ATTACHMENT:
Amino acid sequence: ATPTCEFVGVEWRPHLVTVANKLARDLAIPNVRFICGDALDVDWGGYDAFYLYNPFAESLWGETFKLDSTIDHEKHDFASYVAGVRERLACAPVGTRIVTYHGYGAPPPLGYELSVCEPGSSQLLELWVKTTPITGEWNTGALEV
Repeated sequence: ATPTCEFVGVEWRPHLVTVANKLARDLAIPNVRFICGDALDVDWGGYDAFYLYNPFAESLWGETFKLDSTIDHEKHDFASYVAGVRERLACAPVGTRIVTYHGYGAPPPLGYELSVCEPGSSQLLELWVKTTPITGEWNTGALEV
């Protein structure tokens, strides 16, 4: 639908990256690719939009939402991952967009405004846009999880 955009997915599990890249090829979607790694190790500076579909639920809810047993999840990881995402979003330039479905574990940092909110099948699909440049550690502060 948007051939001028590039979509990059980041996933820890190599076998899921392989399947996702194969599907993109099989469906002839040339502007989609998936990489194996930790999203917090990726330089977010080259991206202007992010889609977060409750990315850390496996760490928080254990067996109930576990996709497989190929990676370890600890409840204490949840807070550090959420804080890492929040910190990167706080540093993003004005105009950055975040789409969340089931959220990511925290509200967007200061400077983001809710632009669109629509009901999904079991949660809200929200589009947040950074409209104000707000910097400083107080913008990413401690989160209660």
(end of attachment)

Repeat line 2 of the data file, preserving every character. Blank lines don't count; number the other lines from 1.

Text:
Repeated sequence: ATPTCEFVGVEWRPHLVTVANKLARDLAIPNVRFICGDALDVDWGGYDAFYLYNPFAESLWGETFKLDSTIDHEKHDFASYVAGVRERLACAPVGTRIVTYHGYGAPPPLGYELSVCEPGSSQLLELWVKTTPITGEWNTGALEV